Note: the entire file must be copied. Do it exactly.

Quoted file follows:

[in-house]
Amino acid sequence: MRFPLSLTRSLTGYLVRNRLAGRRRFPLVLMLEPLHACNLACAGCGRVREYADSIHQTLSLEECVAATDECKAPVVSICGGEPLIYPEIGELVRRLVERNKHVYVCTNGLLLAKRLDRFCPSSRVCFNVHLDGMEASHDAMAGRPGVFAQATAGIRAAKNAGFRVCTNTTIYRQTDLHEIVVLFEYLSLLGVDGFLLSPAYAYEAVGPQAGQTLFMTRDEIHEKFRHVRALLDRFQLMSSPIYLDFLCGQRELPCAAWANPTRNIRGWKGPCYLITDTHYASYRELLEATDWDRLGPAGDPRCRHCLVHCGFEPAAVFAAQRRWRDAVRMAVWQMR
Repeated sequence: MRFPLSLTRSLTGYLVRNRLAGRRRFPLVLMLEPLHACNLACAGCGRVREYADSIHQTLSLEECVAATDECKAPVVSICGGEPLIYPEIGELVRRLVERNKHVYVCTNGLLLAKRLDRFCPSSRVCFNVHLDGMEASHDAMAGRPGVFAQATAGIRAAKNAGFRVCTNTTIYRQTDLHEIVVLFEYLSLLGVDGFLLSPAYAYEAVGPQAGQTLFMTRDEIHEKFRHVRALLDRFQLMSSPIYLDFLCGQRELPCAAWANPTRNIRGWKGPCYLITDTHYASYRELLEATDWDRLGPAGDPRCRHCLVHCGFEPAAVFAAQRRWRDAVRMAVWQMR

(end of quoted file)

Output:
[in-house]
Amino acid sequence: MRFPLSLTRSLTGYLVRNRLAGRRRFPLVLMLEPLHACNLACAGCGRVREYADSIHQTLSLEECVAATDECKAPVVSICGGEPLIYPEIGELVRRLVERNKHVYVCTNGLLLAKRLDRFCPSSRVCFNVHLDGMEASHDAMAGRPGVFAQATAGIRAAKNAGFRVCTNTTIYRQTDLHEIVVLFEYLSLLGVDGFLLSPAYAYEAVGPQAGQTLFMTRDEIHEKFRHVRALLDRFQLMSSPIYLDFLCGQRELPCAAWANPTRNIRGWKGPCYLITDTHYASYRELLEATDWDRLGPAGDPRCRHCLVHCGFEPAAVFAAQRRWRDAVRMAVWQMR
Repeated sequence: MRFPLSLTRSLTGYLVRNRLAGRRRFPLVLMLEPLHACNLACAGCGRVREYADSIHQTLSLEECVAATDECKAPVVSICGGEPLIYPEIGELVRRLVERNKHVYVCTNGLLLAKRLDRFCPSSRVCFNVHLDGMEASHDAMAGRPGVFAQATAGIRAAKNAGFRVCTNTTIYRQTDLHEIVVLFEYLSLLGVDGFLLSPAYAYEAVGPQAGQTLFMTRDEIHEKFRHVRALLDRFQLMSSPIYLDFLCGQRELPCAAWANPTRNIRGWKGPCYLITDTHYASYRELLEATDWDRLGPAGDPRCRHCLVHCGFEPAAVFAAQRRWRDAVRMAVWQMR